From West Virginia, the World's Purest Titanium Powder
One of the hardest things about Matt DuBois' high tech job is trying to explain it to his friends and relatives who live in the rugged mountains of northeastern West Virginia.
First off, it's not the job DuBois expected to land -- he majored in history and religious studies at West Virginia University -- and he's a born-and-bred mountaineer, who plays guitar and loves to hike.
But at just 28, DuBois has found a great job he loves only 20 minutes from the small town where he grew up. His job: a production supervisor at Puris LLC, a small company that makes titanium powder in the tiny town of Bruceton Mills, West Virginia.
Most people know at least something about titanium, an expensive metal that's lighter and stronger than steel. One of Earth's most common elements, it's resistant to extreme heat and corrosion, which is why it's perfect for airplane parts, knee replacements and golf clubs.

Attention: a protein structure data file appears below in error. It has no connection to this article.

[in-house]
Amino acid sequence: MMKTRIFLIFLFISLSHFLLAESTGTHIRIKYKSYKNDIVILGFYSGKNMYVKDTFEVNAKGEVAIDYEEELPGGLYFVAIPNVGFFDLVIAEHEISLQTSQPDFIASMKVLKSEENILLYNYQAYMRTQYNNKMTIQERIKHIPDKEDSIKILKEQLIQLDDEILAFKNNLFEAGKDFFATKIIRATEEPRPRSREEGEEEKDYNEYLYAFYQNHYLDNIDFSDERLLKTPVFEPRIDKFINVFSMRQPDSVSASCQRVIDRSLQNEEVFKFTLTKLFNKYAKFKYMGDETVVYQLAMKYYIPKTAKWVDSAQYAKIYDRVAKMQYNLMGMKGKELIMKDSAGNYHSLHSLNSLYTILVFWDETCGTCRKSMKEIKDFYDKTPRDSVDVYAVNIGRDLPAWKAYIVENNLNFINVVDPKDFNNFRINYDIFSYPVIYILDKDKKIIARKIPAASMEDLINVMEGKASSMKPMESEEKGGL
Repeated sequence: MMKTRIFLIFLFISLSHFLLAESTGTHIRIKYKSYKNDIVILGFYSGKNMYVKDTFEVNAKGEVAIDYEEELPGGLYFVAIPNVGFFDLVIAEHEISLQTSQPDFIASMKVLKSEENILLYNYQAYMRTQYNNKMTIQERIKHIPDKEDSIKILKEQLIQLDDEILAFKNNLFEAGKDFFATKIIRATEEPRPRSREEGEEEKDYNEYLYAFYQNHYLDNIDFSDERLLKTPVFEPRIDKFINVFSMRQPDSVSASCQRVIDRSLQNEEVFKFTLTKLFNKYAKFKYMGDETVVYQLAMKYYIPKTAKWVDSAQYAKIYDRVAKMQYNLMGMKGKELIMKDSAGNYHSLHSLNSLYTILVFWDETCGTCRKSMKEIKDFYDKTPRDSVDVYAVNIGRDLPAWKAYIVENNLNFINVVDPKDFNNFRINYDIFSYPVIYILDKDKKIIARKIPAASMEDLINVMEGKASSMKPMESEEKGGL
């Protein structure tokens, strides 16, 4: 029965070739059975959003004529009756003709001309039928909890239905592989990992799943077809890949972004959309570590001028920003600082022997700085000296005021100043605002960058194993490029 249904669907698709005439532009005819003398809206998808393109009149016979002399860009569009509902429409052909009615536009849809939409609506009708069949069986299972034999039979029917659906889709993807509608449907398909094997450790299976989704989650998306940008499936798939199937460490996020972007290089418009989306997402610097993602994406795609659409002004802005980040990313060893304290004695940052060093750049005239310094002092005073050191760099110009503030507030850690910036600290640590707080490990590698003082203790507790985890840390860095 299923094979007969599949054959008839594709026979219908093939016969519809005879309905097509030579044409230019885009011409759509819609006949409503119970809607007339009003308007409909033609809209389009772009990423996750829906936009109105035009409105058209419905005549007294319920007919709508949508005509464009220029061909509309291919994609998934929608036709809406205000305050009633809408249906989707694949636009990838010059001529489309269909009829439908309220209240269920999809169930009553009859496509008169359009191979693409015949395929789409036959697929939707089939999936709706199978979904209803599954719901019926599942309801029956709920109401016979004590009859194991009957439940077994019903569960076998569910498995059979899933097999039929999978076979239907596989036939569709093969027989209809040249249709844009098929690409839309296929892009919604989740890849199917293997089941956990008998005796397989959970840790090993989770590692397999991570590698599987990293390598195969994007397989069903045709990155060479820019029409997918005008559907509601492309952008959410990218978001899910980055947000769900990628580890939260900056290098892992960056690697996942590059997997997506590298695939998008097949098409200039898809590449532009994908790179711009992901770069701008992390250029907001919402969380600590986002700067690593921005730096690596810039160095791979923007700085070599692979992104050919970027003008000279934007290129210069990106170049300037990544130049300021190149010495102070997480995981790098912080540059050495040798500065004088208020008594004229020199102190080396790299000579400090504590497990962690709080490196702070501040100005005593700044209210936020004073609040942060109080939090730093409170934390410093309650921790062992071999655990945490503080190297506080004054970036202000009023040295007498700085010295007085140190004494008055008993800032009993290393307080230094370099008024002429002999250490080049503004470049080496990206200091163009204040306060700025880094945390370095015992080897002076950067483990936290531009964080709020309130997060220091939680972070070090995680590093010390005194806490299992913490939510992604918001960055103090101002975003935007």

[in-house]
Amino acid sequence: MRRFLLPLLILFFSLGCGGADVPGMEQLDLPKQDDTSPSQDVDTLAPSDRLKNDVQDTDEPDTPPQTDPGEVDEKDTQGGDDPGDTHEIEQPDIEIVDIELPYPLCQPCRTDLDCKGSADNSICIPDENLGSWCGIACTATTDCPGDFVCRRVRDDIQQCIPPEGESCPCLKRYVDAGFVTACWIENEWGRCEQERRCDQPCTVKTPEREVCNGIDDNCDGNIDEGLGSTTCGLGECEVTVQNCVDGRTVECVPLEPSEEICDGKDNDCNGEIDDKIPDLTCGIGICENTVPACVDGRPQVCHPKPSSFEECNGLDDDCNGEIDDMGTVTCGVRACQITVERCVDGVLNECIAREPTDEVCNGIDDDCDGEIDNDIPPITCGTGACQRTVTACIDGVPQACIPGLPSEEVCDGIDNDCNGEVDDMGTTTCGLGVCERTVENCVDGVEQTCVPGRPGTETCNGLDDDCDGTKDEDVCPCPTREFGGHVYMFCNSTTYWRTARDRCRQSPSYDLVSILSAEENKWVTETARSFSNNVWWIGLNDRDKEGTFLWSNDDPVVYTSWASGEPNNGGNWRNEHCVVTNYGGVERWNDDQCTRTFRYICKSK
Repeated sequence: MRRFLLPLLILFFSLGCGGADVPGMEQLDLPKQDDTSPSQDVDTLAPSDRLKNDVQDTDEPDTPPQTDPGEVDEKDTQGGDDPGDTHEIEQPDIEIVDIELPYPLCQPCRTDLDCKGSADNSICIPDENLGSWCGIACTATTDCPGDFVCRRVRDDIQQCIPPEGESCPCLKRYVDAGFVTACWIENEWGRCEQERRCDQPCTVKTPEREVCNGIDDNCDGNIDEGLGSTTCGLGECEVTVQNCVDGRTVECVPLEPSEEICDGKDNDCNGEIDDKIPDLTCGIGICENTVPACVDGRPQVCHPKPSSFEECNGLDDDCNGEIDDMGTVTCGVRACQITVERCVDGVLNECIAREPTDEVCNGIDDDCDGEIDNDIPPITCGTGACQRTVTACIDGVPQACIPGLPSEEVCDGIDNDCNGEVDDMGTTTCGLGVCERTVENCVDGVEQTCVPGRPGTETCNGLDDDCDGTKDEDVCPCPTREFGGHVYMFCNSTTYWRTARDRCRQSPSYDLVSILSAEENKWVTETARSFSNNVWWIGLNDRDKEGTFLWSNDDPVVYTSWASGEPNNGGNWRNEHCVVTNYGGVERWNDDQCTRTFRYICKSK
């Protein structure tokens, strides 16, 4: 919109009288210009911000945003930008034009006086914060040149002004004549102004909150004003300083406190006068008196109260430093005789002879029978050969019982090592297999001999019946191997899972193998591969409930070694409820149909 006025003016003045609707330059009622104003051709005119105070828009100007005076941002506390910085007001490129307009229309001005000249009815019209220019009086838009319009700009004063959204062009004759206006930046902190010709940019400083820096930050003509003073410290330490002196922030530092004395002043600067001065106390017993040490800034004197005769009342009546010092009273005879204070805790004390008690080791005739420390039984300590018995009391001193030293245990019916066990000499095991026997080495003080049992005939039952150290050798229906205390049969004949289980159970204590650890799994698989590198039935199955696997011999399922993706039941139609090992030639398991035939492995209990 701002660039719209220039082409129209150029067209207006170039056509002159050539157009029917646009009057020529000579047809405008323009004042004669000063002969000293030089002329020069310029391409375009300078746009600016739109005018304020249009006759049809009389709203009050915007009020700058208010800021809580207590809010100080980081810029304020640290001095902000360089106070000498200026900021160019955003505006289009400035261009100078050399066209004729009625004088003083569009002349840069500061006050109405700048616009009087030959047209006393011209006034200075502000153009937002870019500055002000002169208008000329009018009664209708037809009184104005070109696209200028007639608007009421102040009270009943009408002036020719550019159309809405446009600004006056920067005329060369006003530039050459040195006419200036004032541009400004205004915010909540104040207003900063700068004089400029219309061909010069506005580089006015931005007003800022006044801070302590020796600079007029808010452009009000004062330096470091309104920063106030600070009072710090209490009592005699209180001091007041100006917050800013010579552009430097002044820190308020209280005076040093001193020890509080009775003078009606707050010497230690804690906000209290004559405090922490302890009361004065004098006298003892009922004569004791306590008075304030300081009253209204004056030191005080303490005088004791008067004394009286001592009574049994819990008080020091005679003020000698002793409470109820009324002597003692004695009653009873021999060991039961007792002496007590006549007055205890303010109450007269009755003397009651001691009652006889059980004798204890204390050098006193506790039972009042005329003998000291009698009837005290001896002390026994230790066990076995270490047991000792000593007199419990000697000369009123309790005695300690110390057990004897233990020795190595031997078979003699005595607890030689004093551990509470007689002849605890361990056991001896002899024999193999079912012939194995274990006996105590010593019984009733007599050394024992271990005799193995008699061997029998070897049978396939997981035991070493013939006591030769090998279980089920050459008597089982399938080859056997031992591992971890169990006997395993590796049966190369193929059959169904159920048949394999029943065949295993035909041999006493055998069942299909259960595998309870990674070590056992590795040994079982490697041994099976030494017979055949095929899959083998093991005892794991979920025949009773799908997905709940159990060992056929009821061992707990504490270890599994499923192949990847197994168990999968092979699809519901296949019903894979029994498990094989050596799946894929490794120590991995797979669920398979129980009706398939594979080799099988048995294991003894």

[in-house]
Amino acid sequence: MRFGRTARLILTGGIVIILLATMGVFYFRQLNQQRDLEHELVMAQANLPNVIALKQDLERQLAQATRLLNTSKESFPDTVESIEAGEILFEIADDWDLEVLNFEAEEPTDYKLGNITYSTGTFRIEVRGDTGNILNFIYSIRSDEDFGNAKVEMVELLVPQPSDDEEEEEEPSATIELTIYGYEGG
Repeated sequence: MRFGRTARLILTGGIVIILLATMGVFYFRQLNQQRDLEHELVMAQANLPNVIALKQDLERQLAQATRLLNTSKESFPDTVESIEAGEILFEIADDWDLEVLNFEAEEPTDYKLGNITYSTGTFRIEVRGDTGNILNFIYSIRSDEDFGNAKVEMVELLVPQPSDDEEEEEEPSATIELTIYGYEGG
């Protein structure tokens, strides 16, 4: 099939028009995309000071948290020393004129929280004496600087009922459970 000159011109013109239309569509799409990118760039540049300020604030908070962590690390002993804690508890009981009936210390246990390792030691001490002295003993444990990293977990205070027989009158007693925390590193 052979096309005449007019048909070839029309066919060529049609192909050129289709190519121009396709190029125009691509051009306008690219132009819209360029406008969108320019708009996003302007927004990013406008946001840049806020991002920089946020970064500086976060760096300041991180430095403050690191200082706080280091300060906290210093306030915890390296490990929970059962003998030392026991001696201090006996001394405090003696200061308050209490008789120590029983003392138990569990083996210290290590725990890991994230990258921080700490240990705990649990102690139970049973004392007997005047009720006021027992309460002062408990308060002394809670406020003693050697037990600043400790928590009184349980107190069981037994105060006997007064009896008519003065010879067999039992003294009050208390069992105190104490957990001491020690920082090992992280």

But titanium powder is altogether different. Few people know much about it or how it's used. Made of millions of microscopic spherical titanium beads in a process that involves melting and atomizing bars of titanium, the powder is sold to manufacturers, who then turn it into the metal they use to make their titanium products.
It's safe to say there's no other job like DuBois' in his neck of West Virginia's woods. He's one of only 14 employees, including management, in a company not yet six months old. But his job -- his career, actually -- is looking more secure all the time.
While Puris doesn't come close to making the most titanium powder in the industry, says its CEO Craig Kirsch, it does make the purest titanium powder in the world with its one-of-a-kind all-titanium atomizer. And because the emerging 3-D printing industry is starting to increase its use of metals like powdered titanium, demand for the high-tech, high-quality product Puris makes is likely only to go up.
Chapter One: Printing with Powder
Until recently titanium powder was used mostly to make parts for the aerospace, medical and the oil and gas industries. But in the last few years, it's found a potentially huge market in 3-D printing, a manufacturing process that is rapidly changing the way many products are made.